the Little Red Reviewer

Anno Dracula, by Kim Newman

Posted on: June 20, 2012

Anno Dracula, by Kim Newman

published in 1992, reprinted by Titan Books in 2011

where I got it: purchased new

(and don’t you just adore that  cover art?)








If you’ve never read Bram Stoker’s Dracula, I’m going to spoil the ending for you – the good guys win. Dracula and his brides are destroyed by the silvered weapons and quick thinking of Van Helsing and his friends. (If you’ve never read Dracula, you really should. I don’t do so well with the classics, and even I found it highly engaging.)

But what if that wasn’t how the story ended? What if Dracula won? What he traveled to England to be “among the teeming masses”,  married Queen Victoria, and set London up as a safe haven for vampires? What if being reborn as the undead became acceptable, even fashionable? This is the premise of Kim Newman’s Anno Dracula, and a brilliant premise it is. The story has many of the trappings of Victorian literature, but with a number of deliciously dark twists. This was a book I absolutely couldn’t put down, Newman had me on page two. The premise was fascinating, the plot was engaging, and I adored the characters.

Under Dracula, who now styles himself the Prince Consort and Lord Protector, more and more businesses and society in London run from dusk to dawn, with socialites hosting “after-darks”, banks and merchants only being open at night, and a massive upswing in the sales of luxury coffins.  For many, receiving the dark kiss allowed them to rise even higher in society, but for others, the opposite has been true. Those of the lower classes still starve and prostitute themselves, drunks still beg for money (but to buy pig blood, not booze).

Anno Dracula is jam packed with characters both historical and fictional, but Newman introduces them slowly and in their natural habitats, making the various plot lines easy to get into. We first meet government agent Charles Beauregard as his engagement to the lovely Penelope is being announced at an after dark.  Penelope is continually pressuring her fiancé to  turn, as a way to cement their rising social standing, but he’s nervous about the permanent change.  Across town, we’re then introduced to elder vampire Genevieve, who works as a charity nurse at a clinic run by Dr. Seward in Whitechapel.  In vampire culture, age is everything. Genevieve may look like she’s in her late teens, but she’s nearly 500 years old, even older than Vlad Tepes, and she’s of a competing blood line as well.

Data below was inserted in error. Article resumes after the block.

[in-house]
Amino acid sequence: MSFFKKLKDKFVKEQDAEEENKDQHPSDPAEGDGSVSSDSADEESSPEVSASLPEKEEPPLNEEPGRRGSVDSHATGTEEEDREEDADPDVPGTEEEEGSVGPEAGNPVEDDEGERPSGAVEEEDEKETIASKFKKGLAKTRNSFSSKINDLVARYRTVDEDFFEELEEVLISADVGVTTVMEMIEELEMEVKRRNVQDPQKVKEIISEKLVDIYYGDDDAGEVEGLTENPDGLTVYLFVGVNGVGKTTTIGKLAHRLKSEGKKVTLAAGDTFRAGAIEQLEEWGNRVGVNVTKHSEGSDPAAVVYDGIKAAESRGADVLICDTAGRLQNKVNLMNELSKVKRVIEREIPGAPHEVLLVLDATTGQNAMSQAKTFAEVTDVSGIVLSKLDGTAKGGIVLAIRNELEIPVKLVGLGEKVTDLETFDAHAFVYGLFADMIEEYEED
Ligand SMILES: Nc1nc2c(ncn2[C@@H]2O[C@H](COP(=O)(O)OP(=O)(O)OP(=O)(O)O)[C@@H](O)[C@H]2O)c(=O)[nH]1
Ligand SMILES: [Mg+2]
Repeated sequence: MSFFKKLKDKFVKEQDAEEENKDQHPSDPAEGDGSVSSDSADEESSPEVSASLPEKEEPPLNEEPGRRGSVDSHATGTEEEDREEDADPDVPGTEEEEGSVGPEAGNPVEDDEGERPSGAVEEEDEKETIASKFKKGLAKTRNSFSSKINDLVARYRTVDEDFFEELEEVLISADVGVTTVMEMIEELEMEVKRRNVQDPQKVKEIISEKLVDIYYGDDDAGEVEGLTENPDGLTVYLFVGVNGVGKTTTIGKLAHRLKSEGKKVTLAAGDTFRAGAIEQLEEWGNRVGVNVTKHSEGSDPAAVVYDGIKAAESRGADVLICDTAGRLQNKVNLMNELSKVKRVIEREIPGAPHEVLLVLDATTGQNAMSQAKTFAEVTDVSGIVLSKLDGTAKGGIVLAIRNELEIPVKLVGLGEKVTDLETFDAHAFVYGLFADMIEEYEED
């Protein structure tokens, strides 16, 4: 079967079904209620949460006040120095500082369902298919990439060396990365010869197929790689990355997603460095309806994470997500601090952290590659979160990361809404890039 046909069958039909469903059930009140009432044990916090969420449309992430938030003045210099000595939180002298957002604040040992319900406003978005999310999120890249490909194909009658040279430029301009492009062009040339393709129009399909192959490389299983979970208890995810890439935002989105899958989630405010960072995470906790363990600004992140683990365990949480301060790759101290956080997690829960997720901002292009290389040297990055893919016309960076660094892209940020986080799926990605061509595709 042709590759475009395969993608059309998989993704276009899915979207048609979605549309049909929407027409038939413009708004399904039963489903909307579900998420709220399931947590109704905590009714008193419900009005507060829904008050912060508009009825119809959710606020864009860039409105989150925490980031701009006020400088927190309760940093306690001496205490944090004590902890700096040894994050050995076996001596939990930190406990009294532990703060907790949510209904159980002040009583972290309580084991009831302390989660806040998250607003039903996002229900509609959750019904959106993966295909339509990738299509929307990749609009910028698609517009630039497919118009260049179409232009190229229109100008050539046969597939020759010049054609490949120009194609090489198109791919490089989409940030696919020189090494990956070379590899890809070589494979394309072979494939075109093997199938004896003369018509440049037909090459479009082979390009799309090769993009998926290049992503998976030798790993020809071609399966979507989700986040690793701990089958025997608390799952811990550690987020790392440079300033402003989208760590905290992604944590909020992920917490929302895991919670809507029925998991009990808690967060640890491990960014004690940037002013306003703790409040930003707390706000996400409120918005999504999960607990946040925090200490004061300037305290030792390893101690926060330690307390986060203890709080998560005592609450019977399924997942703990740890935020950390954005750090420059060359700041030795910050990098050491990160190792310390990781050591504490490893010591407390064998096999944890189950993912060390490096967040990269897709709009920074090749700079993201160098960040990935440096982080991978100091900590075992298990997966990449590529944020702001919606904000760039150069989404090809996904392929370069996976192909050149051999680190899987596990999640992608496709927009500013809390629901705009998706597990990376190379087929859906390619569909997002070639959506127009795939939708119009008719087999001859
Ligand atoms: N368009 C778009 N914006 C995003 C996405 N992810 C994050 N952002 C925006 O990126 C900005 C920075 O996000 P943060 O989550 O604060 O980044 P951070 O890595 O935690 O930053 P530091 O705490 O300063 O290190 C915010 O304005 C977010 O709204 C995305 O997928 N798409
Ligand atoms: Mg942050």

And there is a killer on the loose. Known as “silver knife”, the killer (or killers, as some believe) goes after only vampire prostitutes in Whitechapel, and soon becomes known by the moniker Jack the Ripper. And the first twist? The reader knows who the killer is right away. We get to watch Silver Knife in all his demented glory, and of course we learn his reasons. Did I sympathize with Silver Knife? Not really. Did I understand his mental break from reality and why he felt like he needed to do the things he did? Yes.

It’s not that the government much cares about a handful of dead prostitutes, but they do want to stave off general panic, and the Diogenes Club has their own agenda. Beauregard is tasked with catching Silver Knife, and with Genevieve’s help he may just succeed.  or, perhaps not, as happy endings are never a guaruntee.

If you’ve been following my reviews, you know my favorite things to find when reading a new author are world building and characterization, and Anno Dracula provided both, in droves. Through switches in point of view, we get a ton of background on all our major characters, from what drives Beauregard and Doctor Seward, to Genevieve’s dark journey to her current inner peace. Everything in this world is very much connected, from the tension between Dracula’s savage Carpathian  Guards and the local constabulary to the rising classism between the “warm” and the “reborn”. Even between the undead, life can be a game of manners.  For me, Anno Dracula had the ideal balance of Victoriana and dark supernatural adventure.

I’ve always enjoyed a good alternate history or historical fantasy, but until now I’ve had a tough time getting into Victorian literature and a lot of the heavily Victorian steampunk that’s available. I’m not saying Victorian inspired speculative fiction is bad (quite the opposite, in fact), I’m just saying I haven’t much experience with it and often feel lost while reading it. Well, one more high five to Newman, Anno Dracula is the perfect gateway drug for me to feel like I can successfully read and enjoy Victorian lit. Sure, there is plenty of surprisingly gory kill-the-undead action and some vampy eroticism, but there’s also plenty of Victorian sensibilities, forwarding of the British Empire,  betrothals of convenience between people who barely know each other,  the awkwardnesses of being alone with someone of the opposite gender who you have no clue how to properly and innoffensively speak to, and general societal expectations and assumptions of different classes. Also, a bucket of characters who will give a chuckle to any reader already familiar with Victorian literature.